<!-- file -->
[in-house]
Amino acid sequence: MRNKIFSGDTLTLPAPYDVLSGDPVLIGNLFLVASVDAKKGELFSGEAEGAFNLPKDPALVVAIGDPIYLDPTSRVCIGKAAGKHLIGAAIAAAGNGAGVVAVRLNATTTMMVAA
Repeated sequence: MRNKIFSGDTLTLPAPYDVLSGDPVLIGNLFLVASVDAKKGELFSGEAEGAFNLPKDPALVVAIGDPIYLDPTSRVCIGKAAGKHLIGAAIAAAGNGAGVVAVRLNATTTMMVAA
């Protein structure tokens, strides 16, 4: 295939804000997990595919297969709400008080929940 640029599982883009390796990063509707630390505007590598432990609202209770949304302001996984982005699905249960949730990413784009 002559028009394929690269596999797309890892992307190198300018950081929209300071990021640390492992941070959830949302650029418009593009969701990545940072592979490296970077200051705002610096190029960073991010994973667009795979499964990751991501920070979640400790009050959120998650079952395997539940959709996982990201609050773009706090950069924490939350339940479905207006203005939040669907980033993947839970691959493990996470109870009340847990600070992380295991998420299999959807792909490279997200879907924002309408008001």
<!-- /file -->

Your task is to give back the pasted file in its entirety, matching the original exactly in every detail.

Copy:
[in-house]
Amino acid sequence: MRNKIFSGDTLTLPAPYDVLSGDPVLIGNLFLVASVDAKKGELFSGEAEGAFNLPKDPALVVAIGDPIYLDPTSRVCIGKAAGKHLIGAAIAAAGNGAGVVAVRLNATTTMMVAA
Repeated sequence: MRNKIFSGDTLTLPAPYDVLSGDPVLIGNLFLVASVDAKKGELFSGEAEGAFNLPKDPALVVAIGDPIYLDPTSRVCIGKAAGKHLIGAAIAAAGNGAGVVAVRLNATTTMMVAA
């Protein structure tokens, strides 16, 4: 295939804000997990595919297969709400008080929940 640029599982883009390796990063509707630390505007590598432990609202209770949304302001996984982005699905249960949730990413784009 002559028009394929690269596999797309890892992307190198300018950081929209300071990021640390492992941070959830949302650029418009593009969701990545940072592979490296970077200051705002610096190029960073991010994973667009795979499964990751991501920070979640400790009050959120998650079952395997539940959709996982990201609050773009706090950069924490939350339940479905207006203005939040669907980033993947839970691959493990996470109870009340847990600070992380295991998420299999959807792909490279997200879907924002309408008001």